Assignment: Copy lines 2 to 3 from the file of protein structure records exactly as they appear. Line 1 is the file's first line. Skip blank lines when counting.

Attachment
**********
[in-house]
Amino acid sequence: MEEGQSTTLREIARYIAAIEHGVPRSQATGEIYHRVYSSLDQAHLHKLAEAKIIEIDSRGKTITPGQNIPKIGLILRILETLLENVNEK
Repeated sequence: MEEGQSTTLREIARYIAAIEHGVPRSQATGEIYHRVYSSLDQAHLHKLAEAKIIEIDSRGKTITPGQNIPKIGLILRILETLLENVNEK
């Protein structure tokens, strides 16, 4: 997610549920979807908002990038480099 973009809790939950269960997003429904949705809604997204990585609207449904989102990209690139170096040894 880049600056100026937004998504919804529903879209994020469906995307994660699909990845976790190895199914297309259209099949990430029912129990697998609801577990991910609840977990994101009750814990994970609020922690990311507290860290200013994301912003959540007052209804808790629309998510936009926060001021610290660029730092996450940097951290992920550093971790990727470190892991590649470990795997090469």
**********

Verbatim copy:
Amino acid sequence: MEEGQSTTLREIARYIAAIEHGVPRSQATGEIYHRVYSSLDQAHLHKLAEAKIIEIDSRGKTITPGQNIPKIGLILRILETLLENVNEK
Repeated sequence: MEEGQSTTLREIARYIAAIEHGVPRSQATGEIYHRVYSSLDQAHLHKLAEAKIIEIDSRGKTITPGQNIPKIGLILRILETLLENVNEK